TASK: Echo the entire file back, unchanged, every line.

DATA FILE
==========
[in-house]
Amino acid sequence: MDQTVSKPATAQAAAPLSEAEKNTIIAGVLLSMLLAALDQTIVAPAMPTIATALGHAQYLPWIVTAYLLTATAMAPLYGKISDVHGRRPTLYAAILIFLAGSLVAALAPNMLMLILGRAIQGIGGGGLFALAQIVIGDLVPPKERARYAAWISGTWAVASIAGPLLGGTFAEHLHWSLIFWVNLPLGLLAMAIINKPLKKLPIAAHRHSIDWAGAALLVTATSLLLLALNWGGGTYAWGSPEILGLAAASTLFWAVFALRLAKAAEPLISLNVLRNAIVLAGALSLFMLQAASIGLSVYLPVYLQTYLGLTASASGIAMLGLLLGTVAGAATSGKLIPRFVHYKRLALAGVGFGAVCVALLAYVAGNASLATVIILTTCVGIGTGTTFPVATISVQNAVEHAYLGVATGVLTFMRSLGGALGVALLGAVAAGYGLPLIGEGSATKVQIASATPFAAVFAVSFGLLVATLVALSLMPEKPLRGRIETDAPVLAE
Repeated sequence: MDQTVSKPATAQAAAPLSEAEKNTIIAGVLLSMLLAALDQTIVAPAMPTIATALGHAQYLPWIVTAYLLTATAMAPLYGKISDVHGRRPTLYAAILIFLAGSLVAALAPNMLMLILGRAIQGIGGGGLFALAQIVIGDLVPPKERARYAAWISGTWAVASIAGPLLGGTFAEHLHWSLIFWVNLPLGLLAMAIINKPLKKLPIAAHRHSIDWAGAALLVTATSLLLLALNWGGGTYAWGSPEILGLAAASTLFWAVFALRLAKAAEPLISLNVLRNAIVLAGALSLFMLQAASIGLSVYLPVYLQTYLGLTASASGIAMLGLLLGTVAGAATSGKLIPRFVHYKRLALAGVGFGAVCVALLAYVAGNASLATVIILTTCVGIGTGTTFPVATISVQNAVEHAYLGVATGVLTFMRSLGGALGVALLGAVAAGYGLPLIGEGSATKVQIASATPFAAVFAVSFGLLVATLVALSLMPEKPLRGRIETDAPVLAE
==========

[in-house]
Amino acid sequence: MDQTVSKPATAQAAAPLSEAEKNTIIAGVLLSMLLAALDQTIVAPAMPTIATALGHAQYLPWIVTAYLLTATAMAPLYGKISDVHGRRPTLYAAILIFLAGSLVAALAPNMLMLILGRAIQGIGGGGLFALAQIVIGDLVPPKERARYAAWISGTWAVASIAGPLLGGTFAEHLHWSLIFWVNLPLGLLAMAIINKPLKKLPIAAHRHSIDWAGAALLVTATSLLLLALNWGGGTYAWGSPEILGLAAASTLFWAVFALRLAKAAEPLISLNVLRNAIVLAGALSLFMLQAASIGLSVYLPVYLQTYLGLTASASGIAMLGLLLGTVAGAATSGKLIPRFVHYKRLALAGVGFGAVCVALLAYVAGNASLATVIILTTCVGIGTGTTFPVATISVQNAVEHAYLGVATGVLTFMRSLGGALGVALLGAVAAGYGLPLIGEGSATKVQIASATPFAAVFAVSFGLLVATLVALSLMPEKPLRGRIETDAPVLAE
Repeated sequence: MDQTVSKPATAQAAAPLSEAEKNTIIAGVLLSMLLAALDQTIVAPAMPTIATALGHAQYLPWIVTAYLLTATAMAPLYGKISDVHGRRPTLYAAILIFLAGSLVAALAPNMLMLILGRAIQGIGGGGLFALAQIVIGDLVPPKERARYAAWISGTWAVASIAGPLLGGTFAEHLHWSLIFWVNLPLGLLAMAIINKPLKKLPIAAHRHSIDWAGAALLVTATSLLLLALNWGGGTYAWGSPEILGLAAASTLFWAVFALRLAKAAEPLISLNVLRNAIVLAGALSLFMLQAASIGLSVYLPVYLQTYLGLTASASGIAMLGLLLGTVAGAATSGKLIPRFVHYKRLALAGVGFGAVCVALLAYVAGNASLATVIILTTCVGIGTGTTFPVATISVQNAVEHAYLGVATGVLTFMRSLGGALGVALLGAVAAGYGLPLIGEGSATKVQIASATPFAAVFAVSFGLLVATLVALSLMPEKPLRGRIETDAPVLAE